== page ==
Two essays written by boys in Elmdene (now Wallace House) about their experiences during the bombing of Sherborne on 30 September 1940.  These are part of a collection of 160 essays written by boys at Sherborne School (aged 13-18), and one housemaster (A.H. Trelawny-Ross), about their experiences that day.  They appear to have been written in November 1940 and February and March 1941, and were probably set as English ‘hall’ (homework) by A.H. Trelawny-Ross.

Arranged A-Z by surname:

Thomas Stanley ADAMS (b.1927)
Attended Sherborne School (Elmdene [now Wallace House] & School House), September 1940-July 1945; tennis 1945 (captain).
Age on 30 September 1940: 13.

‘An Account of the Blitz’
On September 30th 1940, I was in room seven during the first period in the afternoon, when the siren blew, so we all went down to the room below as was the custom in thos [sic] days.  After about ten minutes work we heard the windows and door shaking violently and a faint rumble in the distance so we immediately ducked under our desks.  Before we had a chance to think the rumbling had turned to loud thuds as the bombs came closer and closer, until we heard a terrifying crash; when glass and rocks came through the windows. After waiting a few minutes to see if the raiders intended to return, we went across the cloisters, on the way seeing the craters in the courts, here the Head Master [Alexander Ross Wallace (1891-1982) Headmaster 1934-1950] told us to return to our houses.  When I had made a wide detour of the countryside, I at last found myself back at Elmdene [now Wallace House].  Here we had tea in the dayroom and packed our hand cases to go up to School House reading room where we were to live for the next week.  The reason for this move was that the police had found an unexploded Bomb outside Phillips [now the Melbury Gallery] so they took Elmdene as a danger spot and ordered us to evacuate.

After a week the bomb, not having exploded, was taken to be a dud, and it was dug up and we were able to return to Elmdene, after sleeping on the floor in School House reading room.

There were about 300 bombs droped [sic] on Sherborne and much damage was done to the school.  The Big Schoolroom was rendered unsafe so all cine show had to be cancelled until the necessary work had been done.  Nine bombs were droped [sic] on the playing fields so for the next week or so after, we were picking up stone on Fields 1 and 7 or filling in the craters, this job was rather boring but it had to be done if we wanted to play.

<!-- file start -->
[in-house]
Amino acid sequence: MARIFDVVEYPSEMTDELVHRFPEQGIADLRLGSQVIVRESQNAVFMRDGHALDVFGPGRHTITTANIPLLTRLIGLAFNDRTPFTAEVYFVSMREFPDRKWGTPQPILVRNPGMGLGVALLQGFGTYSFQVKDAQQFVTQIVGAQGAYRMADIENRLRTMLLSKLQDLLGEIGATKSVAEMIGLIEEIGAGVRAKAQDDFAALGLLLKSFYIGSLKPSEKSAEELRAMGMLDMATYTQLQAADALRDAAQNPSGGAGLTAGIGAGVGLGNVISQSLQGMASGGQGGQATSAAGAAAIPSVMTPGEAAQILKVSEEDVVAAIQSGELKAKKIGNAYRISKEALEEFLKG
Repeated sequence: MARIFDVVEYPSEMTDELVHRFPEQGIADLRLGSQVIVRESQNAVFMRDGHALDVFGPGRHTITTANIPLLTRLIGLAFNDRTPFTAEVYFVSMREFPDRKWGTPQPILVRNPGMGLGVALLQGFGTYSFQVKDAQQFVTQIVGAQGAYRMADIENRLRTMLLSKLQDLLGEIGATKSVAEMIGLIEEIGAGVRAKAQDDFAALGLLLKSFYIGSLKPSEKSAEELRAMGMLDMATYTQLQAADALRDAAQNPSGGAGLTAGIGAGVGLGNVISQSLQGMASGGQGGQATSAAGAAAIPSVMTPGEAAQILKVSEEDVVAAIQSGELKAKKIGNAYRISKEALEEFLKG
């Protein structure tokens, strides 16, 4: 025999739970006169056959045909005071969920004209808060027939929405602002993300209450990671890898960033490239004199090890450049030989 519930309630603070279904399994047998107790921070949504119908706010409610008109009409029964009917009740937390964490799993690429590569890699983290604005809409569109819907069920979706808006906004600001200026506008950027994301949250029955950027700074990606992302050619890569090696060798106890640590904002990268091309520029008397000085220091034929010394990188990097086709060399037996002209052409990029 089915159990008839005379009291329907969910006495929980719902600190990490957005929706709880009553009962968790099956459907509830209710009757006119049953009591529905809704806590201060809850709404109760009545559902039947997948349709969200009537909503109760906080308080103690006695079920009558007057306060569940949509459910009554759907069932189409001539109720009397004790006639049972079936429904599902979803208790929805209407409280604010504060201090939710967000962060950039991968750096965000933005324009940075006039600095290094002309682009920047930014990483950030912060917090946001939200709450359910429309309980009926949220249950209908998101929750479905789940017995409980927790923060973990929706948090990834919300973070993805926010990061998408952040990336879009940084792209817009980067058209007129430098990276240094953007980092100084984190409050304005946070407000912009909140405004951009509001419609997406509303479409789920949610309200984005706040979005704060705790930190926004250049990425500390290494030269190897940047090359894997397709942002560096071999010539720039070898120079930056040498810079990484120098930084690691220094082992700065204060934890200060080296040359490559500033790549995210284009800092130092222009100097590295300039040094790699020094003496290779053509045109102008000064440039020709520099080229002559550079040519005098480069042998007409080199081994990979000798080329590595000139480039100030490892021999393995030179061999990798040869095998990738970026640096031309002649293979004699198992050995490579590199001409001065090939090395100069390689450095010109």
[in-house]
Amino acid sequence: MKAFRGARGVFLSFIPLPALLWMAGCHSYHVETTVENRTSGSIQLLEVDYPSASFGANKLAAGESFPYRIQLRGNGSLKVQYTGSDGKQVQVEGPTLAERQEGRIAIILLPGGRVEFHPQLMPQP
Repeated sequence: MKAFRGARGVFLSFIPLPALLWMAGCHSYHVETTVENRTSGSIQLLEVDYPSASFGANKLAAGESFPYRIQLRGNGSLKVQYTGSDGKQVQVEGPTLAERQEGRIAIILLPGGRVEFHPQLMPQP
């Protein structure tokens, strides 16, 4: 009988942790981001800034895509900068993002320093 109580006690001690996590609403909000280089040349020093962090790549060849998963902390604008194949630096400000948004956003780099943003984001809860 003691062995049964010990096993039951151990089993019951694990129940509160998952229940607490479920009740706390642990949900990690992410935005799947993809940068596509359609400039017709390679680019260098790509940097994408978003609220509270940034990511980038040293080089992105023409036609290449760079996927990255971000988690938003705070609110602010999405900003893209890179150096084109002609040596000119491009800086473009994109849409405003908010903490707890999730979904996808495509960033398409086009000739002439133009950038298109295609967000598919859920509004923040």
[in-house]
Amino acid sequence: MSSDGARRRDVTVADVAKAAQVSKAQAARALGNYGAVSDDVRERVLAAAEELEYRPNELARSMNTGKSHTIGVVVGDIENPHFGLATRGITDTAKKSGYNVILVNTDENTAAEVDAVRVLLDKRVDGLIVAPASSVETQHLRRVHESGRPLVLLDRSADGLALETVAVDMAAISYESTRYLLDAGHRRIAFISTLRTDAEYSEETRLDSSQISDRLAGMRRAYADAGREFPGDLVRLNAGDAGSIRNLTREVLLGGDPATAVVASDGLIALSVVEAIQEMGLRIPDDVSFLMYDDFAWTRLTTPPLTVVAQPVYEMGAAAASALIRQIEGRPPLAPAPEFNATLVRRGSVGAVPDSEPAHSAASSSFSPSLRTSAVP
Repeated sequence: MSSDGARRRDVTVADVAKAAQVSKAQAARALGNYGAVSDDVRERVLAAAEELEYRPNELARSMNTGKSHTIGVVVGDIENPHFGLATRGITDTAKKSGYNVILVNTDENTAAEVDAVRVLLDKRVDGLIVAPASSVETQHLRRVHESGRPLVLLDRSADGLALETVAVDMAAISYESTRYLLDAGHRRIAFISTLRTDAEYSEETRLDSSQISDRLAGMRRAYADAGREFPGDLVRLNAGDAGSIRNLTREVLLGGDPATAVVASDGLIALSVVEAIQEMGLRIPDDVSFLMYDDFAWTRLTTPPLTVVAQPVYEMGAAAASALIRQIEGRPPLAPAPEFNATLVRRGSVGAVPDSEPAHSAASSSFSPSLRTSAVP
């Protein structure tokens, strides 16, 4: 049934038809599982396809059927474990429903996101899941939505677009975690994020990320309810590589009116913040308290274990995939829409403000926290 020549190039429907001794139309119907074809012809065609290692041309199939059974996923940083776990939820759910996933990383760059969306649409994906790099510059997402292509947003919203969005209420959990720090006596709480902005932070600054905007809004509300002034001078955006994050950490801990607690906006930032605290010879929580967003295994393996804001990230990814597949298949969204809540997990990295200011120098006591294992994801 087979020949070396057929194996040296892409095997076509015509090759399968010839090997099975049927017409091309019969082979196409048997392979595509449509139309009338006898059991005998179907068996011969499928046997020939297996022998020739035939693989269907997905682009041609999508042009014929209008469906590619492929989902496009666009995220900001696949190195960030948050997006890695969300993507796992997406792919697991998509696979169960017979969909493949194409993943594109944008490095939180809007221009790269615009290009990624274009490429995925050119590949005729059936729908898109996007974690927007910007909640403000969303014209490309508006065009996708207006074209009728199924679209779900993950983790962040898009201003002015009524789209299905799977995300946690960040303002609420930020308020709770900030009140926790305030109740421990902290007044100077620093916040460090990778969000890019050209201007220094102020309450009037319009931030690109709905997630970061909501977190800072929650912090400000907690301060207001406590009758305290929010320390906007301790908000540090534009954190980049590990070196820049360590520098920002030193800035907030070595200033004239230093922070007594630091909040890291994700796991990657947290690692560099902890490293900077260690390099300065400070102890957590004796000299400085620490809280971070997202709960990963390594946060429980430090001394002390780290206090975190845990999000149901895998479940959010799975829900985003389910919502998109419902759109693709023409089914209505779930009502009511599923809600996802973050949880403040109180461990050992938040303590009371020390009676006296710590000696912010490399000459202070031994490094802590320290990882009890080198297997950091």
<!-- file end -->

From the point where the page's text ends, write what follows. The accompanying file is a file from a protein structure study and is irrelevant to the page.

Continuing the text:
David Robert Maxwell GLASSE (1926-1949)
Attended Sherborne School (Elmdene [now Wallace House] & School House), May 1940-July 1944.
Age on 30 September 1940: 14.

‘September 30th 1940’
When the Air Raid Alarm was sounded, I had to run back to Elmdene [now Wallace House] as I was in the fire-squad.  When we had been sitting in the passage for about a quarter of an hour, we heard ‘planes coming over and they sounded like Huns, then suddenly the doors and windows began to rattle.  The air was filled with dust and there was a horrible whineing, punctuated by dull thumps and thuds.  We all crouched on the floor, and the doors blew open, but nobody troubled about them.  Luckily Elmdene was sheltered from the blast by other houses, and the whole show was over in about three minutes.  It was over so quickly that I only began to feel frightened afterwards, and even that did not last long as we all went up into an upper dormitory to watch a big fire that had broken out in Long Street direction.  Suddenly four Bristol Fighters came over from Yeovil and flew round in the smoke which had risen to about 800 feet.  When the rest of the house came back at about 5’clock they told us that there had been 4 bombs in the courts and one in the road outside the armoury.

The next day we discovered that there was an unexploded bomb in the road outside Phillips [now the Melbury Gallery] in Half Moon Street.  So we were told that we were going to sleep in sleeping bags in School House Reading Room and that we would have our meals in the San.  When we got back to Elmdene, I was so used to sleeping in a bag that I couldn’t get used to a bed at first.  Newlands was very heavily bombed and so was Lenthay.  6 bombs fell on the Playing Fields, one in the Headmaster’s Garden and a time bomb in Parry-Jones’ [Abbey House], which went off about four hours later.

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